Abbey Clint, who was raised in an anti-vaccination household, took to Facebook to share why she's all for her kids getting shots.

Maressa Brown
Updated: May 09, 2019
New Africa/Shutterstock

May 9, 2019

A Pennsylvania mom who was raised in an anti-vaccination household is going viral for explaining why her own children are getting their shots. Abbey Clint, 30, had just taken her 7-month-old daughter to get her shots when she decided to take to Facebook to share details of her history, alongside photos of her baby girl being vaccinated and an infographic that points to the lack of scientific evidence linking vaccines and autism, as well as the risks of preventable diseases.

"Madelyn got her shots today," the proud mom wrote. "I grew up unvaccinated before it was cool. I’ve had to catch up on my inoculations with each pregnancy. Glad I didn’t catch measles while pregnant! Glad my babies don’t need to suffer through preventable infectious diseases. Preventative maintenance saves co-pays and saves lives. Proud to vaccinate!"

As a child, Clint was not only unvaccinated but "grew up without a lot of antibiotics, without any Tylenol, pain meds, or anything like that," she told BuzzFeed News. She explained to YourErie.com that she was one of six kids and complications with her mom's third pregnancy and other issues caused Clint's mom to lose "trust in the ways the doctors handled things."

After marriage, Clint intended to raise her children the same way, but kept discussing the issue with those around her, including her mother-in-law who had rubella, which can cause lifelong health problems if a pregnant woman passes it to her child. "What if I caught it? What if my baby caught it in my womb?" she said. "It’s preventable. That’s what’s shocking to me now. I had to step aside from all the emotions. I had to look at the statistics, see which sources I trust, and just be as dispassionate, logical—no matter how heartless it seemed—and weigh my odds."

She also happened to have a pediatrician who answered lots of her questions and who she felt she could trust—a factor she felt was integral to becoming a pro-vaccination mom who now follows the CDC's recommended schedule for vaccines with both her daughters. 

Since Clint shared the post on April 30, it has made national headlines and wracked up over 3.4K reactions, 6.7K comments, and hundreds of shares.

Clint told BuzzFeed News that misinformation on social media both played a part in motivating her to share her story on Facebook. "There’s a lot of anti-vax memes being shared in my personal circles," she told the site. "So I was just throwing out a different side of things, just for the sake of keeping it a conversation and not an echo chamber."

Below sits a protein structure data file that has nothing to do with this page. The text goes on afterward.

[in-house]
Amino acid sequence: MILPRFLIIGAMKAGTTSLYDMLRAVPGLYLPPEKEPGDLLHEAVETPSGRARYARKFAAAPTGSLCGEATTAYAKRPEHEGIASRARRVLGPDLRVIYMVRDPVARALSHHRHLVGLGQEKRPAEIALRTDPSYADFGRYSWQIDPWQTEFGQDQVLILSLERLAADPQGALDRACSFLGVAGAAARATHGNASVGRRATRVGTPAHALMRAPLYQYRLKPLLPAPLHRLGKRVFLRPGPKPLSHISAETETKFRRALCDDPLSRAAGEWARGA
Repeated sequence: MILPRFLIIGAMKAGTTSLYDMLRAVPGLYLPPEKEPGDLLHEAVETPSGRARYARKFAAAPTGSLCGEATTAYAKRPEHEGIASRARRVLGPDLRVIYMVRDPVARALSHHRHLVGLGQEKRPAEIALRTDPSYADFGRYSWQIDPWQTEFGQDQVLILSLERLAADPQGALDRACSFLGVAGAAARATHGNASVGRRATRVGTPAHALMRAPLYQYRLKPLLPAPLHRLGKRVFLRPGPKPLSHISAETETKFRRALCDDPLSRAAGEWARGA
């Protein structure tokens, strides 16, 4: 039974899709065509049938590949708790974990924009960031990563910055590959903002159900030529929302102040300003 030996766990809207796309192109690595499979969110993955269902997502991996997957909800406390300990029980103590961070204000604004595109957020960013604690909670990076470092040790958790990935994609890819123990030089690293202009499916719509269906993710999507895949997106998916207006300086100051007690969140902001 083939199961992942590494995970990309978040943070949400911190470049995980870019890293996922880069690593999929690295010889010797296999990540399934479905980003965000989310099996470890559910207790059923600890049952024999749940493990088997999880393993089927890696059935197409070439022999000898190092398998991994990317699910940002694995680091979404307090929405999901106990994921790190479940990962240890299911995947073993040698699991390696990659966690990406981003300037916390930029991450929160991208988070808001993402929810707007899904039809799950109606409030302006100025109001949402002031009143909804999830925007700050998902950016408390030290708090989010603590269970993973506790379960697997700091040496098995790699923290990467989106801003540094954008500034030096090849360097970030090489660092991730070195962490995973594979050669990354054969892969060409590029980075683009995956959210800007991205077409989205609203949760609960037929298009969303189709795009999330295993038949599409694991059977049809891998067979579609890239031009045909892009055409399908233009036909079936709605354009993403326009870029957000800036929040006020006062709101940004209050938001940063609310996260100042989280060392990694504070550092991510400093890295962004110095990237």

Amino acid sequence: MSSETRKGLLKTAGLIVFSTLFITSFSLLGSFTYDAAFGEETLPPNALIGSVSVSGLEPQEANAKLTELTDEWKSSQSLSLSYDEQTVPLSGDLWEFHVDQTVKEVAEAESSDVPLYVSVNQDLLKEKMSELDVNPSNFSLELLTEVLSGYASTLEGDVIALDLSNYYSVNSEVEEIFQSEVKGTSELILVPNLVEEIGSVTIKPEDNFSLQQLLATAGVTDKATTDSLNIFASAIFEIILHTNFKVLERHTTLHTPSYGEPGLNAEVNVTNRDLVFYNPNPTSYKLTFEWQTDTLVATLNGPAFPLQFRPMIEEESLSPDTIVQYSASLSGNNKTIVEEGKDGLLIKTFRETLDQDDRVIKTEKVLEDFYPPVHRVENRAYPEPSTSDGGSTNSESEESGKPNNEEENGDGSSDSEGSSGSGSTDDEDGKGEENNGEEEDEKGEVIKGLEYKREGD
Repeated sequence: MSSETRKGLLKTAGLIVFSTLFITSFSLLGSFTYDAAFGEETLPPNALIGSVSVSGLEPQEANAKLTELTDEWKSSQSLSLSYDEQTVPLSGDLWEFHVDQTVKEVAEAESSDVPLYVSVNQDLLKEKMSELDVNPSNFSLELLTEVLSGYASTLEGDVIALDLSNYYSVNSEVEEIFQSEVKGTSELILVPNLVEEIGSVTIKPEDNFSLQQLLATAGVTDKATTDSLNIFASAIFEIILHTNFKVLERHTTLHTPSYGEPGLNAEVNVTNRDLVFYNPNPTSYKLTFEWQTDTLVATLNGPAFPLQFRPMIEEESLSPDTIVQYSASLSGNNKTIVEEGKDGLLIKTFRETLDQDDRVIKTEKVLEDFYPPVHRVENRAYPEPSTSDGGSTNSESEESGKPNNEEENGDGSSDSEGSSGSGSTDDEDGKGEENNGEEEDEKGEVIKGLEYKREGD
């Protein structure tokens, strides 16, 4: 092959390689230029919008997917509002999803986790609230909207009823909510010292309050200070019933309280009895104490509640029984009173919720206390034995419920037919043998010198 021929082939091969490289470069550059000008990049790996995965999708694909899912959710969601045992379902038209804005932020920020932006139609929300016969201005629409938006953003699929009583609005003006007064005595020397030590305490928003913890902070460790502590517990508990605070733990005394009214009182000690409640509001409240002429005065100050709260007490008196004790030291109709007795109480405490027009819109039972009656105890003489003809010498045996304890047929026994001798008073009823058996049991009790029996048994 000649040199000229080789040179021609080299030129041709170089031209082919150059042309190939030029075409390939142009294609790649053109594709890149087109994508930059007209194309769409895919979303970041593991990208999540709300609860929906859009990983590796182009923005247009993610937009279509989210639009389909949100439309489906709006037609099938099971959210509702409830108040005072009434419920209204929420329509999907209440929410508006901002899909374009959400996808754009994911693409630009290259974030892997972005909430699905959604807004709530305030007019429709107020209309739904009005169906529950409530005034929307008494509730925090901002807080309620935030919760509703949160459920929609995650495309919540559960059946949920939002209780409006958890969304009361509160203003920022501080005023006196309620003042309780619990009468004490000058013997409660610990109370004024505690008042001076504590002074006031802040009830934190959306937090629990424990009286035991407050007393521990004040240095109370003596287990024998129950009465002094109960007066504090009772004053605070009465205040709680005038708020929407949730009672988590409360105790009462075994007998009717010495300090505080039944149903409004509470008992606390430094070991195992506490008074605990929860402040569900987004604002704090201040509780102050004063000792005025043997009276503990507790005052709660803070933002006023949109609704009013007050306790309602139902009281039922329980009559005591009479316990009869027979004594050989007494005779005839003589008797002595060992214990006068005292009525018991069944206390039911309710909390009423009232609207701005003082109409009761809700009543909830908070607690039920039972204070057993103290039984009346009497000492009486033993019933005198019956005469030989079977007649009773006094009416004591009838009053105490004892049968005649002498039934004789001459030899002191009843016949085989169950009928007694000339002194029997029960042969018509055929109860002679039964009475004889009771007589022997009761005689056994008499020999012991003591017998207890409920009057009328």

The reaction to Clint's post on Facebook alone has been astounding. It was shared to anti-vaccine groups and pro-vaccine groups alike. Clint even wrote a follow-up comments on her original post: "Wow who shared my post in your anti-vaxx group? Glad to see you all winning via mob hysteria." and "Anti-vaxxers ONLY: What is your actionable solution that will quell the fears of pro-vaxxers’ (which is that their children and vulnerable might catch infectious diseases from you) while at the same time not force them to change their views that vaccines are harmless or change any other part of their vaccine theory? In other words: A solution that doesn’t require they change their minds (because that’s impossible) but that also doesn’t require you to move to Madagascar or be forced to immunize your kids."

She also asked pro-vaxxers to weigh in with solutions that "will respect the fears of government overreach of anti-vaxxers while at the same time protect the vulnerable pro-vaxxers from catching infectious diseases." 

No matter her own personal stance, it's clear that Clint is a peacemaker. She told BuzzFeed she can see both sides of the issue, noting, "I think there is a lot of fear that is embedded in this whole issue. That goes beyond simply the vaccines themselves."

Chatter around the post is also especially timely, given that the number of measles cases in the U.S. has reached a new high, with the Centers for Disease Control and Prevention (CDC) reporting that there have been 704 cases reported nationally so far this year.

With hope, voices like Clint's will not only encourage conversation but help spread factual information that begins to turn this unnerving tide.

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